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Stock Appreciation

Part of Orders of the Day — FINANCE (No. 2) BILL – in the House of Commons at 12:00 am on 16th July 1975.

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Photo of Mr Enoch Powell Mr Enoch Powell , South Down 12:00 am, 16th July 1975

Of course the same implication is present in principle in the concession itself, in the whole nature of the concession, because it is an acceptance that the monetary enhancement in valuation is fictitious and not real. That cannot be conceded generally and denied in a specific case.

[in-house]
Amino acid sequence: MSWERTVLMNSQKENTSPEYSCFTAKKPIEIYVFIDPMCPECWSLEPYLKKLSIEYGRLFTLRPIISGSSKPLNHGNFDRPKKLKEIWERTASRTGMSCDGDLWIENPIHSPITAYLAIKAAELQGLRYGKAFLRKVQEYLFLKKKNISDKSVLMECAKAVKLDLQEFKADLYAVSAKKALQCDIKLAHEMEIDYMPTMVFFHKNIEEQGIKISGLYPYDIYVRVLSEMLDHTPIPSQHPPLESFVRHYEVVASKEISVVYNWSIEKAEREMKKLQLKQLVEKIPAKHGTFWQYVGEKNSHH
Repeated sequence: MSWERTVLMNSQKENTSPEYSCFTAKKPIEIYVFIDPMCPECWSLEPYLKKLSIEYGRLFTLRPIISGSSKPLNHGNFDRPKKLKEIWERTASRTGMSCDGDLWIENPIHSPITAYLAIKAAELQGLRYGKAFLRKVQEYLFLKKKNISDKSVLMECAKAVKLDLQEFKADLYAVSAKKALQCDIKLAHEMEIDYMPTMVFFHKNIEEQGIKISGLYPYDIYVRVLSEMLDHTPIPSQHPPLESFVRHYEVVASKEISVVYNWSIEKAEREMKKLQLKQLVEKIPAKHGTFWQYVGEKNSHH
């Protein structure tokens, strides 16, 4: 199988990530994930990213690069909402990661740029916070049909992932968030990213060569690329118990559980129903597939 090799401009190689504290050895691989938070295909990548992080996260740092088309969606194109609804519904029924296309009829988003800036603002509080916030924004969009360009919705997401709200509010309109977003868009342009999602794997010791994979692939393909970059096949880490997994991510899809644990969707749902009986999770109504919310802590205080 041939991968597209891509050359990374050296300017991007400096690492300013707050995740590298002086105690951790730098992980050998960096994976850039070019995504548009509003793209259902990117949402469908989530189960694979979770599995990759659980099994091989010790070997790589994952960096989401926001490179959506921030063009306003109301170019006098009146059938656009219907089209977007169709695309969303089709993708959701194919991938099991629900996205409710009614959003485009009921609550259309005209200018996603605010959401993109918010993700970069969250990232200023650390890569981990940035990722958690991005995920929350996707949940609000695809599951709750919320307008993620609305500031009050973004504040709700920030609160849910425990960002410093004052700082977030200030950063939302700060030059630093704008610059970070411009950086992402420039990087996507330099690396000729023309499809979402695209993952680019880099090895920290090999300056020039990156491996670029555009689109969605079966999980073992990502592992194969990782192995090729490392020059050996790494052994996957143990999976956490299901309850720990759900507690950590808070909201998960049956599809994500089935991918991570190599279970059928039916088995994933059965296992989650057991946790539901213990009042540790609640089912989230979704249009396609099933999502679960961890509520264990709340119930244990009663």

Of course, the object of valuing stock at the beginning and the end of an accounting period is to ascertain whether real appreciation has taken place, whether that stock has become relatively more valuable during that period in comparison with everything else, and therefore, whether a real profit has been made, a real enhancement of wealth, by the owners of the stock. But that is the interpretation which is rejected by the régime which was introduced last year, and I believe it is the Chief Secretary who has not appreciated what is the necessity for some such declaration as is embodied in the new clause.